Chapter 4 Summary
Franchises have existed in America since the 1800s, when General Motors sold franchises to car dealers to expand its territory to increase sales. It was an ingenious plan in which people paid the company to sell its products. Other industries have used franchising over the years, but the fast food industry made it a business model for retail businesses all over America. McDonald’s mastered the franchise concept in several ways. Early on, the franchise fees for the company were less than a thousand dollars; McDonald’s made money through real estate. The company bought the land and leased it back to the franchisees, essentially serving as their landlord.
Auto parts stores, weight loss systems, and clothing retailers such as the Gap also saw the benefit of expanding their presence through franchises and changed the way American products are marketed. Storefronts became less individual and unique while becoming more recognizable and accessible. Over the years, though, franchising has become rife with failure and abuse. A much larger percentage of franchise businesses close within four or five years than that of nonfranchised businesses. Despite tougher federal regulations, owning a franchise is a risky business proposition. Franchisees have paid mandatory kickbacks to the company; been forced to buy more expensive, company-owned products; endured competing stores encroaching on their business territory, and more. Subway is by far the worst franchise in America, perpetrating myriad abuses on its franchisees. Even worse is that the federal Small Business Administration regularly loans money for fast food franchises; when these businesses fail, taxpayers foot the bill. The franchising company has already been paid and loses nothing.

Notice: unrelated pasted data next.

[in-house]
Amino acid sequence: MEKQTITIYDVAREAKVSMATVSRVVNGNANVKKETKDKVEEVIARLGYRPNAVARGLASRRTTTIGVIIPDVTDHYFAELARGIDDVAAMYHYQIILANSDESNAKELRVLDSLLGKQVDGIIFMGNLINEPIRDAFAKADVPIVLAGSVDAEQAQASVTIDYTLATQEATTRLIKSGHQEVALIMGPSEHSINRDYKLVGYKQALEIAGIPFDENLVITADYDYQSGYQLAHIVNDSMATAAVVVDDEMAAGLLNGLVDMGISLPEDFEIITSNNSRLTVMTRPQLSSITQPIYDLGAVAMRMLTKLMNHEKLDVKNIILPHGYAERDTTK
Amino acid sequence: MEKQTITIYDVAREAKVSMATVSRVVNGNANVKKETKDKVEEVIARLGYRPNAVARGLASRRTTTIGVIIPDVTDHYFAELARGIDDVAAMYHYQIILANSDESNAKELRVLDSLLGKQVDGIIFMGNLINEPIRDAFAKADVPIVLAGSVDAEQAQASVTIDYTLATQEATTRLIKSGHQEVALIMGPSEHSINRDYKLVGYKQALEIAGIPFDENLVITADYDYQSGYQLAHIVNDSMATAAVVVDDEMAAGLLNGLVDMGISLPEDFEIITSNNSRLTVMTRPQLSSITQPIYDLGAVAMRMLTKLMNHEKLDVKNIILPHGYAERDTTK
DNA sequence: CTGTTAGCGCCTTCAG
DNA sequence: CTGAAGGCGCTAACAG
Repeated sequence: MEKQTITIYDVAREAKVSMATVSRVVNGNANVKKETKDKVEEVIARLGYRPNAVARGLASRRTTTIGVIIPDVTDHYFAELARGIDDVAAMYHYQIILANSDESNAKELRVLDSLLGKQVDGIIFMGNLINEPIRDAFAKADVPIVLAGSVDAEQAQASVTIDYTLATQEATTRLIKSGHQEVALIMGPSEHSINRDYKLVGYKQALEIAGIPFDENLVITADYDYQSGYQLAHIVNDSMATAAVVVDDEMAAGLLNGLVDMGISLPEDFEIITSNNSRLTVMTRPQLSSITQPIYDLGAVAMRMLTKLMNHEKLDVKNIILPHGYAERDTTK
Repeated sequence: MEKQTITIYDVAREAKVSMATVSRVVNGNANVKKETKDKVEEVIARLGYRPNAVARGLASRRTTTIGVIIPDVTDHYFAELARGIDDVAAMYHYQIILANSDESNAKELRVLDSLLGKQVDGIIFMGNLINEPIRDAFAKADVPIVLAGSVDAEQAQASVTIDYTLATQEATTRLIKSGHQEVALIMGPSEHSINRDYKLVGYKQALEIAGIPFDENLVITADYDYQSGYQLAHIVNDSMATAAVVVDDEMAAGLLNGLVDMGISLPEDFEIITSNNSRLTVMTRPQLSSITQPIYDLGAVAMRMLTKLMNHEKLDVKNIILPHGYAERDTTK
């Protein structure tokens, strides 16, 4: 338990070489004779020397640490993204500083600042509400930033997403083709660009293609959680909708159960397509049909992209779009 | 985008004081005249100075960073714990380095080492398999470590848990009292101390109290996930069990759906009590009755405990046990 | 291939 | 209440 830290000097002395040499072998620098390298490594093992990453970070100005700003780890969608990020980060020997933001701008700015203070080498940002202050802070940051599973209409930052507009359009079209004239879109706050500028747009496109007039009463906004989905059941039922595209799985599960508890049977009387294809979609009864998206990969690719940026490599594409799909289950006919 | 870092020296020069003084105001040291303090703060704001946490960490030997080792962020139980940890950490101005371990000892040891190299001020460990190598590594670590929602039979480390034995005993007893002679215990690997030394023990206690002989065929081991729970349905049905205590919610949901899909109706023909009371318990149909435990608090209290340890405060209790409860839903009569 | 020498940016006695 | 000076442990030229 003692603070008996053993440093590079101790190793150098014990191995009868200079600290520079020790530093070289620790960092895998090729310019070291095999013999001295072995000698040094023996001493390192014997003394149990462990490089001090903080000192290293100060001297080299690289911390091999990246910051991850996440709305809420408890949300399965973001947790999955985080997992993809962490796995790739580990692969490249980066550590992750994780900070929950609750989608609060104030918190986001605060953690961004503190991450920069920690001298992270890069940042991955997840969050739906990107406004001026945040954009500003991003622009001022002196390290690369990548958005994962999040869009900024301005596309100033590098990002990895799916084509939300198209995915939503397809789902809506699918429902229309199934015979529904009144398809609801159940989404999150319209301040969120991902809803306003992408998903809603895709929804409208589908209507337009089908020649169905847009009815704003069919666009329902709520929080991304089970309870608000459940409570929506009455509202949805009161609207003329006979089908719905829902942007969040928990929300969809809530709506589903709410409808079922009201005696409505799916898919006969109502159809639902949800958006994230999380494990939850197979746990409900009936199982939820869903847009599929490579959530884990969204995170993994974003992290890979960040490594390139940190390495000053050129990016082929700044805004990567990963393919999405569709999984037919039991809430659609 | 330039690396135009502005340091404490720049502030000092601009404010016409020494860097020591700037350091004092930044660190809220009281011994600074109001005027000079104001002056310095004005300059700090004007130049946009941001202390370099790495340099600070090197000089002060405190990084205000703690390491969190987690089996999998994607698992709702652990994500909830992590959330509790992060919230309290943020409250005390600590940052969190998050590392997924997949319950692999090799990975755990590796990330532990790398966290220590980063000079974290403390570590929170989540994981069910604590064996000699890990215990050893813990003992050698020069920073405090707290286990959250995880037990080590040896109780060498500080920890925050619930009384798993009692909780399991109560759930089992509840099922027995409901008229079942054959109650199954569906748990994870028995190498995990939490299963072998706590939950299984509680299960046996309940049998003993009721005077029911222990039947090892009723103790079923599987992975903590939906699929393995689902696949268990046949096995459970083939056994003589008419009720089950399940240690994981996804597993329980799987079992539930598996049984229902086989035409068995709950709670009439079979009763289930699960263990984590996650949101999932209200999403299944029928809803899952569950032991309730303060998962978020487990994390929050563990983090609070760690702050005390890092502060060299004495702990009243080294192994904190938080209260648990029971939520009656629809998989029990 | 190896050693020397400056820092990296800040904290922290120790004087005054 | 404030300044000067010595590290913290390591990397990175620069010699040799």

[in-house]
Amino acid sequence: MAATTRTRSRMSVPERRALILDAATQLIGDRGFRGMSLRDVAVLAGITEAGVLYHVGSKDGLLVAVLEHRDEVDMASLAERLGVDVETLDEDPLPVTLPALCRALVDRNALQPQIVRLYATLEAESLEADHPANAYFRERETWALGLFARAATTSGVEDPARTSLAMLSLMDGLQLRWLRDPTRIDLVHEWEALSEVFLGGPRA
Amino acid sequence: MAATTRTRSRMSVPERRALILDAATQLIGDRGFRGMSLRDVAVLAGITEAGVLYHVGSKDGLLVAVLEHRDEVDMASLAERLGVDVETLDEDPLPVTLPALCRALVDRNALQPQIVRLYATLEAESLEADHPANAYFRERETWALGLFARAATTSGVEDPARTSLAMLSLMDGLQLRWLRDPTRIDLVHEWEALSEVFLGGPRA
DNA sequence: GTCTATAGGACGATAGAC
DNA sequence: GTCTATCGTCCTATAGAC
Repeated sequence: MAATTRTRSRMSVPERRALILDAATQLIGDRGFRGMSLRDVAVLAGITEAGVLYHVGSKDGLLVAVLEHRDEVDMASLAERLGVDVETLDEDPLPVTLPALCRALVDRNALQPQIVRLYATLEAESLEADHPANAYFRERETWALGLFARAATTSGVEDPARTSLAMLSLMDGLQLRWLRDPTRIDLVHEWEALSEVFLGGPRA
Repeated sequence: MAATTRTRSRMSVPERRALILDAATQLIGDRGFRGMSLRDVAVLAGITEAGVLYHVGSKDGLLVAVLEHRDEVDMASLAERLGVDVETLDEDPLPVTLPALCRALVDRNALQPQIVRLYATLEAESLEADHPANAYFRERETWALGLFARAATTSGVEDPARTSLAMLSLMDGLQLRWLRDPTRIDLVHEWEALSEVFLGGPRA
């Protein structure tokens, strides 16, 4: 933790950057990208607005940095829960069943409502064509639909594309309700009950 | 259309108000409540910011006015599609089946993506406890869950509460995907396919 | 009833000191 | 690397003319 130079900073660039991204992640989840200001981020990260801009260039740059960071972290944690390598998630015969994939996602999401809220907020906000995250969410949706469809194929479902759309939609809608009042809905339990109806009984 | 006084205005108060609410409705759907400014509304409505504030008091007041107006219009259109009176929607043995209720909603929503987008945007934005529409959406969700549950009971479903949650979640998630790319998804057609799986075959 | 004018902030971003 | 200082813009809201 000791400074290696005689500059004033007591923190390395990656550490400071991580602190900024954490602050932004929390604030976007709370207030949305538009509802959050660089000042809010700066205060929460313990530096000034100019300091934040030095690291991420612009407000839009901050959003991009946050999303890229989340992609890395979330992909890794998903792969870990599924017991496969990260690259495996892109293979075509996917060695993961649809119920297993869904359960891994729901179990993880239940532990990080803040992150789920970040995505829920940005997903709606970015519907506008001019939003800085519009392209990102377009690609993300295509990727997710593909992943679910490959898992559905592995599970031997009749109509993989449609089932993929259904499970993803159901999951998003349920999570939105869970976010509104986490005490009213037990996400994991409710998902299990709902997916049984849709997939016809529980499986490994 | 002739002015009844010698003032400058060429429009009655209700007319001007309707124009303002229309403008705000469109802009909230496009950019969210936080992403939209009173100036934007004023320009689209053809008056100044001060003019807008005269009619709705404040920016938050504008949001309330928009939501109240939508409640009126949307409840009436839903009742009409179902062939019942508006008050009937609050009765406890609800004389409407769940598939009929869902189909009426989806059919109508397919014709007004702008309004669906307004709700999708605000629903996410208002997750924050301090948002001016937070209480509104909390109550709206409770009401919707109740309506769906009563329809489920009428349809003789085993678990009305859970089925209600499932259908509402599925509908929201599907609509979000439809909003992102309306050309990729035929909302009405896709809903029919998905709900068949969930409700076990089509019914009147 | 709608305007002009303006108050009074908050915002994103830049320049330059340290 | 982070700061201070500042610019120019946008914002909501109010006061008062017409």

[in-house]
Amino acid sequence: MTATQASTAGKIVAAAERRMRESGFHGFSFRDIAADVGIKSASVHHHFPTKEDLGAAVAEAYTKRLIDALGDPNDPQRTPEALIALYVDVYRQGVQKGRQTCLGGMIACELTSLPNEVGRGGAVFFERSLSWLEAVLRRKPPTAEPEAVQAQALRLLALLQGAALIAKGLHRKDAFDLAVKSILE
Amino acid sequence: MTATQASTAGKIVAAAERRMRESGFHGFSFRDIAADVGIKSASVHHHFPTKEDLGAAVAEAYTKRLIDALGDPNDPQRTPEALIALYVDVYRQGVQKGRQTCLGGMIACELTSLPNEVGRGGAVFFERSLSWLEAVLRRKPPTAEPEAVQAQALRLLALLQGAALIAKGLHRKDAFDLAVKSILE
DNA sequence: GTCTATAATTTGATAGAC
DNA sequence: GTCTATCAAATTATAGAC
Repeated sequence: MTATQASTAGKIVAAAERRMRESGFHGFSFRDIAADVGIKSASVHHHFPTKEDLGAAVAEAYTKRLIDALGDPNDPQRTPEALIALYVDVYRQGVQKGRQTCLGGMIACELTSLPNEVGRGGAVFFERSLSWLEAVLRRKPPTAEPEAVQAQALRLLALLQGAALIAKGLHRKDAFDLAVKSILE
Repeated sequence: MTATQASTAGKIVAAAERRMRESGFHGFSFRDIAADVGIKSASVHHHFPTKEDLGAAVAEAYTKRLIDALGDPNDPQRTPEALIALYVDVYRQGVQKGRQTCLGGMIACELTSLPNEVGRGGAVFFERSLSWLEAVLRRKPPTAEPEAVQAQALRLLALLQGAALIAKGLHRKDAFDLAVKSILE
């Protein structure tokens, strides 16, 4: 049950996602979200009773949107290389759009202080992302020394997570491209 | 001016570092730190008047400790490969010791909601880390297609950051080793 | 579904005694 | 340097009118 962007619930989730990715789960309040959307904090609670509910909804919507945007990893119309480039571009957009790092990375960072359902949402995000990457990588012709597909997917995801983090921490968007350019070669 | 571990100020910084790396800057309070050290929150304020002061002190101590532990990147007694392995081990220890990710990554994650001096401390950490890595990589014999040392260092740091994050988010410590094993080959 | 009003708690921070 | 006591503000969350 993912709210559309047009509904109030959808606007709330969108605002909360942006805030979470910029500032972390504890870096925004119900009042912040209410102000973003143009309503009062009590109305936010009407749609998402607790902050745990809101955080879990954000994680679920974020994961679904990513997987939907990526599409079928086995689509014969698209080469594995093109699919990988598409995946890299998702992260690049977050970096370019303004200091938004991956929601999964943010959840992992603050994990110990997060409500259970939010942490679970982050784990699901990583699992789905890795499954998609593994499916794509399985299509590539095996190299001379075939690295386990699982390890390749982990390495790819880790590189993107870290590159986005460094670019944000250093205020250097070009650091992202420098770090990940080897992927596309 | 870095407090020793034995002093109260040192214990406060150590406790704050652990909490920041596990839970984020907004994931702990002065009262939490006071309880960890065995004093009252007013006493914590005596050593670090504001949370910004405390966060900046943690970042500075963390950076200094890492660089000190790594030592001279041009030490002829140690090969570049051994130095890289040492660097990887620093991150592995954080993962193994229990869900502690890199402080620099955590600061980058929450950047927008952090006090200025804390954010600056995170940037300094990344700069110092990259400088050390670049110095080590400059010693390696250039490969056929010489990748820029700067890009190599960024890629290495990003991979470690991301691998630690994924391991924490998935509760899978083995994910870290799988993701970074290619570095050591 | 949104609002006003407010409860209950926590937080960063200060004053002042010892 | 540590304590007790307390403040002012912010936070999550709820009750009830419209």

Pueblo Springs, Colorado, is not as affluent as Colorado Springs, but it is growing. A Little Caesar’s pizza chain there is owned by Dave Feamster, a former NHL player who suffered a career-ending back injury. Before he ever opened his doors or sold one pizza, Feamster owed the company $200,000. He has worked hard and his franchises are now a success, but things can quickly change in the fast food industry. Rival chains such as Papa John’s are always a threat to his business and require Feamster to continue improving his service and employees. He supports his employees as well as his community, creating and funding (and assistant coaching) a high school hockey team, which is comprised of boys who would never be exposed to hockey and which has experienced tremendous success. He takes his employees to a “success seminar,” which is inspiring but also quite mercenary in its self-promotion. Feamster is successful because he works hard and treats his team well.